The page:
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This pen and ink drawing from 1554 is now a part of a private collection and little more is known about it. The content and style is entirely consistent with other Bruegel drawings from this decade.
Whilst most people remember Bruegel the Elder most for his sprawling landscape paintings with huge levels of human activity right across the canvas, such as Hunters in the Snow or Netherlandish Proverbs, he was actually a very fine draughtsman. These skills essentially formed the basis behind most of his paintings and he practised intensely in order to achieve the levels of technical brilliance that are displayed in the artwork featured here. During the Renaissance era, both in the south and north of Europe, the techniques of drawing were taught with great vigour and also considered an essential tool for any artist, whichever medium they would later choose to specialise in.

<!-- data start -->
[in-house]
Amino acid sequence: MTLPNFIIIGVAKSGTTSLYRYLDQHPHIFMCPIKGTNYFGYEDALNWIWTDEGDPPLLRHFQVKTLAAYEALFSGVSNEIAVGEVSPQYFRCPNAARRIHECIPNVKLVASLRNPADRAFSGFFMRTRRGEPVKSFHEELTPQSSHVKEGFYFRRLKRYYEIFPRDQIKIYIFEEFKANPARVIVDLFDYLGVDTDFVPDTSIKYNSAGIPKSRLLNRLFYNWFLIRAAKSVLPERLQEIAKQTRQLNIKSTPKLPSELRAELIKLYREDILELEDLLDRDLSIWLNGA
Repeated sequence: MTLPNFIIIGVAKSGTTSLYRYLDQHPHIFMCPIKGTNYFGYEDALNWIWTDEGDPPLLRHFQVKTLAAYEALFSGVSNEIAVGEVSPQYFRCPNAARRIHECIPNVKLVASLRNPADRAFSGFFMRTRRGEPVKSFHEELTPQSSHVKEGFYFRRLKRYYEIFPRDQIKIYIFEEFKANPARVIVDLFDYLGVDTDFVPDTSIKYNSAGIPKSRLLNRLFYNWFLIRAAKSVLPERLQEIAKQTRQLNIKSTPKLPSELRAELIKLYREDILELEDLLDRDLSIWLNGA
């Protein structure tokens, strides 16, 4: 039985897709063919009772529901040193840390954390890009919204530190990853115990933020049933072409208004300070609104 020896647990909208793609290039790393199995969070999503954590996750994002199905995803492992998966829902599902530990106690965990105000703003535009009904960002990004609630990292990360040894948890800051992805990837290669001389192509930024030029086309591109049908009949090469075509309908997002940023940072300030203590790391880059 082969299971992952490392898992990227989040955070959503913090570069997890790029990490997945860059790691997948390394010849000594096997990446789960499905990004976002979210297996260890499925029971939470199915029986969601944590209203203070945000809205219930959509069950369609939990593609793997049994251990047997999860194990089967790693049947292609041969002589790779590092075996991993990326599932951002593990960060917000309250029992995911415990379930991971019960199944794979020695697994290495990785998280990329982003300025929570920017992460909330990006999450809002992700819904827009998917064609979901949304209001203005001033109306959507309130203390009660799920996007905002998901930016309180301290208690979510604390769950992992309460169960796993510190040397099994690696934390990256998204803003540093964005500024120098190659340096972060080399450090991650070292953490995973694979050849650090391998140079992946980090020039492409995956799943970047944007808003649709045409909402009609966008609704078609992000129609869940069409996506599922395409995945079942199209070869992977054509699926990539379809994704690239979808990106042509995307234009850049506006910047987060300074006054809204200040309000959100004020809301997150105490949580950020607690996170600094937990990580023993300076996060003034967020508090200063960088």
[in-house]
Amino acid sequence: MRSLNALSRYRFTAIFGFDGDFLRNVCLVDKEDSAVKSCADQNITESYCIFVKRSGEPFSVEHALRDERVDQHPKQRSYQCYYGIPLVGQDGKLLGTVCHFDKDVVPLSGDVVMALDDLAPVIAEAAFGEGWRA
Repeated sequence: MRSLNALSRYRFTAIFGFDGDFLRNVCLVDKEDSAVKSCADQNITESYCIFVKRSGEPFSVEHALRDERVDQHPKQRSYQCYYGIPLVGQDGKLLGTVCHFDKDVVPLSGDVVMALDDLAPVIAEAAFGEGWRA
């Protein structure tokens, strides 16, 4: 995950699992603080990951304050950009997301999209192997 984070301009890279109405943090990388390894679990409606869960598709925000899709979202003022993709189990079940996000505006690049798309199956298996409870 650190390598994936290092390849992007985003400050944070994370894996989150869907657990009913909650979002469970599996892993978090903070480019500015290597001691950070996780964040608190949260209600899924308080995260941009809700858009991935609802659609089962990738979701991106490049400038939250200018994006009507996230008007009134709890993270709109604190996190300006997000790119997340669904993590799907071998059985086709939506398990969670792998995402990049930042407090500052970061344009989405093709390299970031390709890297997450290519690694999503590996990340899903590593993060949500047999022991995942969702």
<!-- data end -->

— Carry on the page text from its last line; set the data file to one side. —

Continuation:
Bruegel eventually realised that these drawings could be repurposed as etchings or woodcuts and from that the printing process could produce many copies of his designs. Although he needed to consult other specialists in order to complete this process, Bruegel managed to generate additional income from doing so and also was able to spread his artistic reputation to other parts of Europe for the first time. Many people were now able to afford printed artworks such as these, when his paintings would clearly never have been within their budgets. To spread art deeper into society may also have pleased this artist who was known to have a strong affinity with the poorer members of society.
Whilst being part of a private collection, it is believed that Landscape with a Group of Trees and a Mule may have been loaned to a number of exhibitions over the years and so some members of the public may well have seen it. Generally speaking, those artworks in permanent, public collections will have been researched and documented in a far more detailed way, because of the ease with which researchers can access them. This issue is not too much of a problem, though, as this drawing is entirely consistent with his drawings of around this time, and so it may not offer anything particularly unique to our understanding of this artist, as charming as the piece may be.